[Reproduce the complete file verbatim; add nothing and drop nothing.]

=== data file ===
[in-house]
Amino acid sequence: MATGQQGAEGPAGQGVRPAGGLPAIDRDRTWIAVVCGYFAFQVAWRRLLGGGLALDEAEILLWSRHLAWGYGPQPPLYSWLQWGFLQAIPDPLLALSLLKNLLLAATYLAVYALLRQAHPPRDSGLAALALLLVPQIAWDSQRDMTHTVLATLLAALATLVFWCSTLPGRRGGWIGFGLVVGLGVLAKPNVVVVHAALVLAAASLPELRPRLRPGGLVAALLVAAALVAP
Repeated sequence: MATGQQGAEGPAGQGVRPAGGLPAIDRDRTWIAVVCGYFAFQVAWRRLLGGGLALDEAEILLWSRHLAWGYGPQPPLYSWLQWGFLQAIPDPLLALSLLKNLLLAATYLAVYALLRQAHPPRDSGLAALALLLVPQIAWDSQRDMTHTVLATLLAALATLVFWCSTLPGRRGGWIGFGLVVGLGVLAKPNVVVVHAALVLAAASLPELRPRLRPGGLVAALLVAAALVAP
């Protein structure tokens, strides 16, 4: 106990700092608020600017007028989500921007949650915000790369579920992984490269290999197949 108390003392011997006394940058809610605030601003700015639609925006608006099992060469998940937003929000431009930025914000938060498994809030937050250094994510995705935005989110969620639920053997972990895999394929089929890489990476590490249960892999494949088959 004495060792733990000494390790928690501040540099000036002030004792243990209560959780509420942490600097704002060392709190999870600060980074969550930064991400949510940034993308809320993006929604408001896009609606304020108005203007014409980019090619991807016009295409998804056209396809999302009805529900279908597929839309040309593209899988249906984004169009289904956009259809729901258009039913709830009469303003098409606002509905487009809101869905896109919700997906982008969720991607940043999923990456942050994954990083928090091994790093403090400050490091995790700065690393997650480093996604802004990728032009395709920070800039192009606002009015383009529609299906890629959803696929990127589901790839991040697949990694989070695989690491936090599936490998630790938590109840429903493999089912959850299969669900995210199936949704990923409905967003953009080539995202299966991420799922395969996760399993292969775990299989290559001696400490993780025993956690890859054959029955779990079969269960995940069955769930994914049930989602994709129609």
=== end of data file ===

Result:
[in-house]
Amino acid sequence: MATGQQGAEGPAGQGVRPAGGLPAIDRDRTWIAVVCGYFAFQVAWRRLLGGGLALDEAEILLWSRHLAWGYGPQPPLYSWLQWGFLQAIPDPLLALSLLKNLLLAATYLAVYALLRQAHPPRDSGLAALALLLVPQIAWDSQRDMTHTVLATLLAALATLVFWCSTLPGRRGGWIGFGLVVGLGVLAKPNVVVVHAALVLAAASLPELRPRLRPGGLVAALLVAAALVAP
Repeated sequence: MATGQQGAEGPAGQGVRPAGGLPAIDRDRTWIAVVCGYFAFQVAWRRLLGGGLALDEAEILLWSRHLAWGYGPQPPLYSWLQWGFLQAIPDPLLALSLLKNLLLAATYLAVYALLRQAHPPRDSGLAALALLLVPQIAWDSQRDMTHTVLATLLAALATLVFWCSTLPGRRGGWIGFGLVVGLGVLAKPNVVVVHAALVLAAASLPELRPRLRPGGLVAALLVAAALVAP
């Protein structure tokens, strides 16, 4: 106990700092608020600017007028989500921007949650915000790369579920992984490269290999197949 108390003392011997006394940058809610605030601003700015639609925006608006099992060469998940937003929000431009930025914000938060498994809030937050250094994510995705935005989110969620639920053997972990895999394929089929890489990476590490249960892999494949088959 004495060792733990000494390790928690501040540099000036002030004792243990209560959780509420942490600097704002060392709190999870600060980074969550930064991400949510940034993308809320993006929604408001896009609606304020108005203007014409980019090619991807016009295409998804056209396809999302009805529900279908597929839309040309593209899988249906984004169009289904956009259809729901258009039913709830009469303003098409606002509905487009809101869905896109919700997906982008969720991607940043999923990456942050994954990083928090091994790093403090400050490091995790700065690393997650480093996604802004990728032009395709920070800039192009606002009015383009529609299906890629959803696929990127589901790839991040697949990694989070695989690491936090599936490998630790938590109840429903493999089912959850299969669900995210199936949704990923409905967003953009080539995202299966991420799922395969996760399993292969775990299989290559001696400490993780025993956690890859054959029955779990079969269960995940069955769930994914049930989602994709129609």